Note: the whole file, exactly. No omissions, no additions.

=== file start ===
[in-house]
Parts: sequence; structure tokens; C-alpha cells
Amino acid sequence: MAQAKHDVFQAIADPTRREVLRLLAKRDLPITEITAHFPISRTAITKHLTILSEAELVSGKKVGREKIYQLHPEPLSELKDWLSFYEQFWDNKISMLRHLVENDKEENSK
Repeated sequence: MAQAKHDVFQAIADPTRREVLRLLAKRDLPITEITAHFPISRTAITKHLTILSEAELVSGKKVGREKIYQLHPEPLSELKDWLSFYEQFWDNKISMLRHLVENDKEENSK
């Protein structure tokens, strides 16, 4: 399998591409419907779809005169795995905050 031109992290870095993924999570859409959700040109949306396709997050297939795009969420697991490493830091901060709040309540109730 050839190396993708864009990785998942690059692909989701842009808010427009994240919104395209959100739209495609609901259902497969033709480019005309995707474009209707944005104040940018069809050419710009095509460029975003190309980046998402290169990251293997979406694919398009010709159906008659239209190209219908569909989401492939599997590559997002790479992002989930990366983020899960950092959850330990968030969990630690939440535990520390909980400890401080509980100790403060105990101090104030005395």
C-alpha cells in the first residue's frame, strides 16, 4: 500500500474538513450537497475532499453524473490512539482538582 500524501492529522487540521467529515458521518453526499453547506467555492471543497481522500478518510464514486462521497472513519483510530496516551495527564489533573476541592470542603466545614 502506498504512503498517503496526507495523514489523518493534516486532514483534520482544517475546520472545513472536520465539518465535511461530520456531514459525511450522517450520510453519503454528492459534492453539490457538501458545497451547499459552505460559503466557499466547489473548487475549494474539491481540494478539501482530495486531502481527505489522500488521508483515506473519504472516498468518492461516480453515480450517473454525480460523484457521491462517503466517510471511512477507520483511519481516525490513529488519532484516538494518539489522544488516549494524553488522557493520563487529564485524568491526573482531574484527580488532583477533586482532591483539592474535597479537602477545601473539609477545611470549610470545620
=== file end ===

[in-house]
Parts: sequence; structure tokens; C-alpha cells
Amino acid sequence: MAQAKHDVFQAIADPTRREVLRLLAKRDLPITEITAHFPISRTAITKHLTILSEAELVSGKKVGREKIYQLHPEPLSELKDWLSFYEQFWDNKISMLRHLVENDKEENSK
Repeated sequence: MAQAKHDVFQAIADPTRREVLRLLAKRDLPITEITAHFPISRTAITKHLTILSEAELVSGKKVGREKIYQLHPEPLSELKDWLSFYEQFWDNKISMLRHLVENDKEENSK
């Protein structure tokens, strides 16, 4: 399998591409419907779809005169795995905050 031109992290870095993924999570859409959700040109949306396709997050297939795009969420697991490493830091901060709040309540109730 050839190396993708864009990785998942690059692909989701842009808010427009994240919104395209959100739209495609609901259902497969033709480019005309995707474009209707944005104040940018069809050419710009095509460029975003190309980046998402290169990251293997979406694919398009010709159906008659239209190209219908569909989401492939599997590559997002790479992002989930990366983020899960950092959850330990968030969990630690939440535990520390909980400890401080509980100790403060105990101090104030005395």
C-alpha cells in the first residue's frame, strides 16, 4: 500500500474538513450537497475532499453524473490512539482538582 500524501492529522487540521467529515458521518453526499453547506467555492471543497481522500478518510464514486462521497472513519483510530496516551495527564489533573476541592470542603466545614 502506498504512503498517503496526507495523514489523518493534516486532514483534520482544517475546520472545513472536520465539518465535511461530520456531514459525511450522517450520510453519503454528492459534492453539490457538501458545497451547499459552505460559503466557499466547489473548487475549494474539491481540494478539501482530495486531502481527505489522500488521508483515506473519504472516498468518492461516480453515480450517473454525480460523484457521491462517503466517510471511512477507520483511519481516525490513529488519532484516538494518539489522544488516549494524553488522557493520563487529564485524568491526573482531574484527580488532583477533586482532591483539592474535597479537602477545601473539609477545611470549610470545620